8. johnnyd75

    johnnyd75 Tourist

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    @Shifter My point was: Using the true HA to calculate comps that are given out would imply that the comp ratio is higher than the 30-40% we've accepted to be true.

    The theoretical HA is what informed gamblers use to determine which games to play. The actual house win is the real world number that drive casino decisions. If you listen to the conference calls or read the earnings reports of Wynn, LVS, MGM, or CET, they never reference the HA (full disclosure: I own shares in some casino stocks). The performance in the casino is measured in win percentages (i.e. house win). LVS' last quarter they reported 27.6% table game win in Las Vegas. That was higher than their historical average which is 20-22% and clearly above the recognized HA of all table games apart from Keno. Your buy-in is simply the revenue they take in, but the house win is the remaining money at the end of the quarter that the casino has truly won from all players. Think of it as revenue versus gross margin. The house win is the gross margin, which is a better indicator of the underlying casino performance than house advantage.

    Say you play $200 a hand in order to receive RFB, which the hosts at Club Grazie have told me is the number they look at. At $200 per hand x 60 hands/hr x 4 hrs/day x 0.5% HA = $240 Theo. I don't think V/P are going to offer me RFB for what equates to $72-$96 in comps a day (assuming 30-40% comp back ratio). If we switch out the 0.5% HA with 2% HA, that number quadruples and looks closer to what an RFB player is entitled to in comps ($288-$384).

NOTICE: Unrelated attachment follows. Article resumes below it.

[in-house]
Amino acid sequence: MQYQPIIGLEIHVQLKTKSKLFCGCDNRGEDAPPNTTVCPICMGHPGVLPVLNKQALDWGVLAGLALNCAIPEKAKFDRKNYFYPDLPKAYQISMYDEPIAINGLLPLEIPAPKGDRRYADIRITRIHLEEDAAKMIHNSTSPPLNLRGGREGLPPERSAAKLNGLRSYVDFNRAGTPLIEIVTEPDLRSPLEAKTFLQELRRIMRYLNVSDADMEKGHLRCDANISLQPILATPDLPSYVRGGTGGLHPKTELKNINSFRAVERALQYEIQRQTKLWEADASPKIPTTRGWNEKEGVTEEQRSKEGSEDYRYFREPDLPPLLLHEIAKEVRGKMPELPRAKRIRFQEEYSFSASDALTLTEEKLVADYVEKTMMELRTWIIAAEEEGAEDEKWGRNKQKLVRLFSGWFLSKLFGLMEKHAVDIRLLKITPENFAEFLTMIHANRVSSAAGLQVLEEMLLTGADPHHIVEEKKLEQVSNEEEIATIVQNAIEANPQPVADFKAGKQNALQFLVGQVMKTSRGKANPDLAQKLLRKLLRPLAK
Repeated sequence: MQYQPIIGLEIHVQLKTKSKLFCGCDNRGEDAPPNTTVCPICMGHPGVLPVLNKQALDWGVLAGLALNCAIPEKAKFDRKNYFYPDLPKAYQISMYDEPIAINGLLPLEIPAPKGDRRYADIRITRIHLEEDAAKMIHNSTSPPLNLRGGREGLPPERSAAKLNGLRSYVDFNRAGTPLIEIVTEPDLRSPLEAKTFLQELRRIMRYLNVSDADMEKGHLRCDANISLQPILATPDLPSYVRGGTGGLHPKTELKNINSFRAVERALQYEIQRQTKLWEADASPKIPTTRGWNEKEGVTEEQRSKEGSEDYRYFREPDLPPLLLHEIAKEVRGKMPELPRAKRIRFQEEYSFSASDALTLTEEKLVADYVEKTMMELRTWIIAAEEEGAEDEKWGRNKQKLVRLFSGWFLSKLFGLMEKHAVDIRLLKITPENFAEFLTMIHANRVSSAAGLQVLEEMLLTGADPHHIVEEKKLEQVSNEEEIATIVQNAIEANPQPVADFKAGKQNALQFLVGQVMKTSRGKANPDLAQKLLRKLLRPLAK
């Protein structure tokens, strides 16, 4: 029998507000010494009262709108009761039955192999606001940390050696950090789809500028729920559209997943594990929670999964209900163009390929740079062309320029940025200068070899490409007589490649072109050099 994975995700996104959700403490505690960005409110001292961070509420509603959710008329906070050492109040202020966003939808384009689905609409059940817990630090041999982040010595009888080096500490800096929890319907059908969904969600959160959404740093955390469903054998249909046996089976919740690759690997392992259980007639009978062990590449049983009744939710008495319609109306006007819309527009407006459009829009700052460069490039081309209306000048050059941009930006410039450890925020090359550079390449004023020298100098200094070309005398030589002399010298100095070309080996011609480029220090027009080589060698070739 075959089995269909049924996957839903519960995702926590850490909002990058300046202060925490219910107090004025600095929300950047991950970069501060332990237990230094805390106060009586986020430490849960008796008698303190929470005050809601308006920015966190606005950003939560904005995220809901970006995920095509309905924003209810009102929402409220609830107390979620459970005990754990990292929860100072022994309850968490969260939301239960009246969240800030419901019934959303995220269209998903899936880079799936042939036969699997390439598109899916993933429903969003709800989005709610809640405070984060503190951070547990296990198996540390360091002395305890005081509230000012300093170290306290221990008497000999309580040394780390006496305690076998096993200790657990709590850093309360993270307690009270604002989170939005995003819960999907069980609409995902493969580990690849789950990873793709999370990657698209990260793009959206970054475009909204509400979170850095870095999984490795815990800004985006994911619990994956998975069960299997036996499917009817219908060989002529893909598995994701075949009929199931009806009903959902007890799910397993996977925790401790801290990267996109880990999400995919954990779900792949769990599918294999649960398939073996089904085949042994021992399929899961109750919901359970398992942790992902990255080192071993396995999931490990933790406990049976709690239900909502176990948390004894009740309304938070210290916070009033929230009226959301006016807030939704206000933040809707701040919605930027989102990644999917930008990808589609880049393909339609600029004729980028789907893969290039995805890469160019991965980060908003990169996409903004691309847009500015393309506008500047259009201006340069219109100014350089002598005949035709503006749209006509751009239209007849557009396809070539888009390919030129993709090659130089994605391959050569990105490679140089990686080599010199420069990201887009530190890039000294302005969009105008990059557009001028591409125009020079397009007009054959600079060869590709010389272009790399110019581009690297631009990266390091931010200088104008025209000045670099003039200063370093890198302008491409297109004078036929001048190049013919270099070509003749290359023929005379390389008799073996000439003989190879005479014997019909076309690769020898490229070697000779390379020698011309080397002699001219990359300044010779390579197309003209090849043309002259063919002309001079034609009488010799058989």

9. dankyone

    dankyone VIP Whale

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    Typical win percentages are 20-22% of the DROP (all money bought in for at table games). While each trial/hand carries a house advantage of 0.5% or so on BJ, players typically play hundreds of hands and wind up putting some large multiple of their initial buy in into action.

    In terms of theo calculations--it is my sense that most properties underestimate the number of hands played but also believe most players are not perfect basic strategists and are fading a house edge of 1%+.

    They use 60 hands/hour where in a high limit game 100 hands an hour is more realistic, probably closer to 150 hands/hour heads up against the dealer. They think they have a 1%+ advantage, and against most players they do, but the standard HL game at Mlife properties can be played at -0.26%.

    And yes, $200/hand at BJ sounds like a low number for RFB at V/P. Sounds like a very good deal for the player, actually.
     
  10. Kickin

    Kickin Flea

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    This is still wrong and it sounds like you are still mixing up house win with house advantage. Gross gaming revenue is not the amount of total buy-in (which is frankly a meaningless number to report as a line item on any financial statement), it is equal to gross win. Table game win/hold/take is simply calculated as the difference between buy-in (drop) and the chips the player walks away with. You can't look at table game win percentages and derive any useful information about the HA because the other variable is total amount wagered which is a function of average bet and number of hands. There are also some other things that technically effect the table win % but they're not gaming related (e.g. churning cash).